By SARAH BUTLER
‘I actually wasn’t enjoying my job anyway,’ my friend confided to me a few weeks ago, as she tickled her one year old under the chin, ‘so really, it was an easy way out.’
‘I totally agree,’ another new mother told me recently over coffee, ‘I LOVE that I don’t need to explain why I’m not going back to work, but it was really getting me down.’
They echoed another female friend I saw a few months ago who admitted that she is considering a complete career change and is hoping to pursue a more creative vocation, something she has always wanted to try, when she returns to the workforce after having a baby.
These conversations, along with yet another newspaper feature article about ‘mumprenuers’, got me thinking: is pregnancy the new exit strategy? Is giving birth perhaps one of the only legitimate ways to escape answering to the man and freeing oneself from the daily grind? Assuming you can afford it, is getting knocked up one of the only ways you can opt out or try something new without the risks typically associated with a new venture?
Unless you are an athlete or work in an industry where your talent has a shelf life, it can be hard to recognise burn-out, career fatigue or the fact that you might simply have become out of sync with your industry. Often one of the only ways that you can get the perspective required for this type of realisation is by stepping outside of your daily work routine and taking some time to literally watch the world go by without you standing in the thick of it.
Having a baby does, among many other things, provide this vantage point. But without the swell of a growing belly it can be difficult to admit to yourself, let alone anyone else, that you want some time out, a break from the crazy merry-go-round of working life.
Or simply articulating that you want to swap law for yoga. Especially if you’ve got one hand grabbing for the next rung on that godforsaken corporate ladder.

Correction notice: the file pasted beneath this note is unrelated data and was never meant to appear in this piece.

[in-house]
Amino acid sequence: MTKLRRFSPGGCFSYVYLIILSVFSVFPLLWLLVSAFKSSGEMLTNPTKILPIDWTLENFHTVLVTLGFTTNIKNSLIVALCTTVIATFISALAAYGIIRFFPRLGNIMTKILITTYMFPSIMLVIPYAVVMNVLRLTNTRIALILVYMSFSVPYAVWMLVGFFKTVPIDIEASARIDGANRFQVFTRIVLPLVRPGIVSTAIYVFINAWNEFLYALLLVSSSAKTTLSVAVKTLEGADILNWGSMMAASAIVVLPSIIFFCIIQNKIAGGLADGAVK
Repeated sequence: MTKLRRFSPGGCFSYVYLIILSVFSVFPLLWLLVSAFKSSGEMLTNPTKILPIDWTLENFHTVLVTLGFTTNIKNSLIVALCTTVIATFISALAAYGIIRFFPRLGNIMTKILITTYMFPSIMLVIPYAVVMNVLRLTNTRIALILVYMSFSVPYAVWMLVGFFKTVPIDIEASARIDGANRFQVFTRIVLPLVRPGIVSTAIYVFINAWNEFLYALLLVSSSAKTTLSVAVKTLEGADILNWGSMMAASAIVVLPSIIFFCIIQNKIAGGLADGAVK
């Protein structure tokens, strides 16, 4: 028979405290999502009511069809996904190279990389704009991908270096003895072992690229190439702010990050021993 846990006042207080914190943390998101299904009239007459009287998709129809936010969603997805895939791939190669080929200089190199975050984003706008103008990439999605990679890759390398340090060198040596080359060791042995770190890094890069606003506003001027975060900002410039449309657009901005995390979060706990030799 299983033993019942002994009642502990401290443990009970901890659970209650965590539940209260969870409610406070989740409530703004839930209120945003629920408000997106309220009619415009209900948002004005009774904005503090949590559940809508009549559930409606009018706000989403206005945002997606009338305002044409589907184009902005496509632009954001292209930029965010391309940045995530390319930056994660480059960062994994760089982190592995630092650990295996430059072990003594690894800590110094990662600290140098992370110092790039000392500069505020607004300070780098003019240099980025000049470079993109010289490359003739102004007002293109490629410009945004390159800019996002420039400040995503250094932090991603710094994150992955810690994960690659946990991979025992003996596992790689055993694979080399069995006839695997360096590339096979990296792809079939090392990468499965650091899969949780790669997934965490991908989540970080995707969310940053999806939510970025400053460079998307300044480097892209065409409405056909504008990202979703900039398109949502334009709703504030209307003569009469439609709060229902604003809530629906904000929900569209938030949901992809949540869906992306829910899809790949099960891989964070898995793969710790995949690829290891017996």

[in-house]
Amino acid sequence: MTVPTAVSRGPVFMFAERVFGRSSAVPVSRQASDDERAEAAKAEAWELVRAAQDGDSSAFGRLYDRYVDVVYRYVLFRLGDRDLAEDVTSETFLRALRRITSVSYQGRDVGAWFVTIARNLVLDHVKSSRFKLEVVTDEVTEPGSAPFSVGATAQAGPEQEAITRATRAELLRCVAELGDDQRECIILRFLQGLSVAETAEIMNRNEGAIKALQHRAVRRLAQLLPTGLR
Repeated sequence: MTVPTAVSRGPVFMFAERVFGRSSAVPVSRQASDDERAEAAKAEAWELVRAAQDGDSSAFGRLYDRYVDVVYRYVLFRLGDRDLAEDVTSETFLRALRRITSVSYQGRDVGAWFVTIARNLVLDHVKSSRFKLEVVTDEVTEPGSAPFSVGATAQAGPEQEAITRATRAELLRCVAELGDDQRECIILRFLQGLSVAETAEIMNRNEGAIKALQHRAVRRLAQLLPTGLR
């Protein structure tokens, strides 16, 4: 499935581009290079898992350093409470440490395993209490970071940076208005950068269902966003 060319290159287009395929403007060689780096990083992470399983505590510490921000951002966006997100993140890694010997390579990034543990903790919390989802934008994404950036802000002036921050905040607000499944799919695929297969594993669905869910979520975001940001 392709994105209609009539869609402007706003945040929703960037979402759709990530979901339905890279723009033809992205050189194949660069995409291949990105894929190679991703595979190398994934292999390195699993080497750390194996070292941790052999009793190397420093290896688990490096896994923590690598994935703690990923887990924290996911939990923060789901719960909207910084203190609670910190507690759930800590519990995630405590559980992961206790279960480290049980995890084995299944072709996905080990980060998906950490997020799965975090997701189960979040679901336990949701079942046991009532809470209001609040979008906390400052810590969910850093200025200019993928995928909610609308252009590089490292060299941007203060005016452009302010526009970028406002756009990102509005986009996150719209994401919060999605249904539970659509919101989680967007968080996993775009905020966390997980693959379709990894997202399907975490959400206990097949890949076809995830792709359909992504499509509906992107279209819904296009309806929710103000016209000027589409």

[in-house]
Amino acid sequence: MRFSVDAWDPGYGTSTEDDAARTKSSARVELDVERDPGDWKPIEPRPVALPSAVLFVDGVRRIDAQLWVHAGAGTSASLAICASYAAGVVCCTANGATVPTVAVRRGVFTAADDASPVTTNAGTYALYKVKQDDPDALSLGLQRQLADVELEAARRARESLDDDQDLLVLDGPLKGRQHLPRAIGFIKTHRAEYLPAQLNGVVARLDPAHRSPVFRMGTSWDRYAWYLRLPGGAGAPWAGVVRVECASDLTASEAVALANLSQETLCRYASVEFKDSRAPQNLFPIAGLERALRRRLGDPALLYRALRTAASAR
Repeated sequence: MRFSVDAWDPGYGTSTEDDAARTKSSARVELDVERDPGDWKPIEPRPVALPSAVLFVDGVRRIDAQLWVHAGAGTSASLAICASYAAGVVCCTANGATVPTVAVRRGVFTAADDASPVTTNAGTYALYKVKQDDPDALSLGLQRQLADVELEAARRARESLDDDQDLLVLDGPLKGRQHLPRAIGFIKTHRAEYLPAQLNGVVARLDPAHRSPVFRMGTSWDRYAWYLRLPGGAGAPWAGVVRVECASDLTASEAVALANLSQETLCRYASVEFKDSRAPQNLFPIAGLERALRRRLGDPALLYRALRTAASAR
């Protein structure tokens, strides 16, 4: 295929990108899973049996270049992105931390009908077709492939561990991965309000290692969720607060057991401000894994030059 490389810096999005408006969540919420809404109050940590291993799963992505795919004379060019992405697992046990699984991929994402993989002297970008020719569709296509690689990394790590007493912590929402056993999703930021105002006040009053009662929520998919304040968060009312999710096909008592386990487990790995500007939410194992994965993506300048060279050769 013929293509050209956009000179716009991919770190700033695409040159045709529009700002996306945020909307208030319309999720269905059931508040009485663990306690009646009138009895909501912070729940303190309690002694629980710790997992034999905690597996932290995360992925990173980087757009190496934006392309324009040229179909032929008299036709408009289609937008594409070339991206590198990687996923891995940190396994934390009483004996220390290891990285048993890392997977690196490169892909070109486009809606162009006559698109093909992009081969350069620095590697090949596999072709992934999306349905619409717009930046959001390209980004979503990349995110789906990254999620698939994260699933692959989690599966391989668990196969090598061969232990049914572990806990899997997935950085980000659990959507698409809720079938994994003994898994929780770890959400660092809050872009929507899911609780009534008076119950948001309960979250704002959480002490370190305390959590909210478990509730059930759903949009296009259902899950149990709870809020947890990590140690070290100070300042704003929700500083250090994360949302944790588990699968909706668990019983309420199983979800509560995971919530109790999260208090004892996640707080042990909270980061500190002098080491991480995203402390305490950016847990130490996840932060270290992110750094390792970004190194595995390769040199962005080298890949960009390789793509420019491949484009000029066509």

So thinking about all this has made me worry for the men. That’s right you heard. I am worried about the working men of Australia.
Of course there are females that fall into this category too but I would argue that they are still able to use child rearing as an acceptable reason to break from work and do a career 180.
Even if a female is single and decides to take time off to have a baby on her own, no one will question this. In fact most people I know would be incredibly supportive. Whereas a male resigning to raise a child on his own whilst he launches a new baby clothing range? I doubt this would be greeted with as much enthusiasm.
It is true that more Australian men than ever before are in part-time roles, indicating that more balance is being struck on the home front. There has been a 45% increase in part-time working dads since 2002 which I think is a great thing. But part-time isn’t the same as time out; a hard and fast break and a forced review of your current situation and whether it’s something you want to return to. I expect that long service leave was originally introduced to serve this very need but with such high attrition rates these days it’s unlikely many people get to enjoy this benefit. (Source: ABS)